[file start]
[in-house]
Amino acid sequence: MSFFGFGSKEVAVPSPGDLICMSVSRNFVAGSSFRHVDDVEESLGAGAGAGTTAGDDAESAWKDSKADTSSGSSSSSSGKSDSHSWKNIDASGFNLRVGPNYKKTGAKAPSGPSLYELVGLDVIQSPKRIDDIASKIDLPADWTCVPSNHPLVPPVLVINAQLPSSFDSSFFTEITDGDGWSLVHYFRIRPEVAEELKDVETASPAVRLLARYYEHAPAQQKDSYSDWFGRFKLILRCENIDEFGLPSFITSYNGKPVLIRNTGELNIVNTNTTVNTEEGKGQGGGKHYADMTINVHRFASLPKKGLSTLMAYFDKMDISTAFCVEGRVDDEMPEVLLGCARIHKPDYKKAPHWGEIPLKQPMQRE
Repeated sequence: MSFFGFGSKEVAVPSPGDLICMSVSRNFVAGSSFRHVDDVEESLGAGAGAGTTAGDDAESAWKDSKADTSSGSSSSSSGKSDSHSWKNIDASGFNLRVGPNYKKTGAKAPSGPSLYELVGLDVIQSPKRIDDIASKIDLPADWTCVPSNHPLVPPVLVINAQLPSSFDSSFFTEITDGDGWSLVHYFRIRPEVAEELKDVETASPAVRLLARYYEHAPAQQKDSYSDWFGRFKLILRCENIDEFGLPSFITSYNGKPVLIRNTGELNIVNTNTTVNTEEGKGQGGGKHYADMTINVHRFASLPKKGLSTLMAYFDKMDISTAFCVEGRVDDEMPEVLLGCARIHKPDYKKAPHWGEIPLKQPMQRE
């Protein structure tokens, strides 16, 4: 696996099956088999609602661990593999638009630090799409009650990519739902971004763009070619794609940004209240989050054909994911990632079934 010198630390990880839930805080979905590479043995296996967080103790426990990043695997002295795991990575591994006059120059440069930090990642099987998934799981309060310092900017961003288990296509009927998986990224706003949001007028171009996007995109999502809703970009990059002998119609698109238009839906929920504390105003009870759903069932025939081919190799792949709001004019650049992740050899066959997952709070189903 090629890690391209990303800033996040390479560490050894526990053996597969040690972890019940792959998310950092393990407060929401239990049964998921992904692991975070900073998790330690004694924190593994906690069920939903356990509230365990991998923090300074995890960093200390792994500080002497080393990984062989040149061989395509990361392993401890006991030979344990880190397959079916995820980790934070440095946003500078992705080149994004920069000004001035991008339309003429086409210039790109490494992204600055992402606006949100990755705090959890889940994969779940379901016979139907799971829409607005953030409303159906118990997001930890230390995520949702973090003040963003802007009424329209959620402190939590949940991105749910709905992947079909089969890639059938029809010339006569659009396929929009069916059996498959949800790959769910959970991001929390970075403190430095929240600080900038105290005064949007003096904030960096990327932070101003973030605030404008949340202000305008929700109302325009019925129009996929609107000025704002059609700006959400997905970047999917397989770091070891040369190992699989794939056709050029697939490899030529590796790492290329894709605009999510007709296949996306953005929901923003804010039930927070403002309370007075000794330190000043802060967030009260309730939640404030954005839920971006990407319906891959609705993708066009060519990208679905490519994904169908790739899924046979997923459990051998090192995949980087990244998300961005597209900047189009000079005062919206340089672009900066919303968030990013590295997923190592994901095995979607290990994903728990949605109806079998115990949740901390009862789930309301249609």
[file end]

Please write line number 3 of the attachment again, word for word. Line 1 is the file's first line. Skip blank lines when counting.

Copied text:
Repeated sequence: MSFFGFGSKEVAVPSPGDLICMSVSRNFVAGSSFRHVDDVEESLGAGAGAGTTAGDDAESAWKDSKADTSSGSSSSSSGKSDSHSWKNIDASGFNLRVGPNYKKTGAKAPSGPSLYELVGLDVIQSPKRIDDIASKIDLPADWTCVPSNHPLVPPVLVINAQLPSSFDSSFFTEITDGDGWSLVHYFRIRPEVAEELKDVETASPAVRLLARYYEHAPAQQKDSYSDWFGRFKLILRCENIDEFGLPSFITSYNGKPVLIRNTGELNIVNTNTTVNTEEGKGQGGGKHYADMTINVHRFASLPKKGLSTLMAYFDKMDISTAFCVEGRVDDEMPEVLLGCARIHKPDYKKAPHWGEIPLKQPMQRE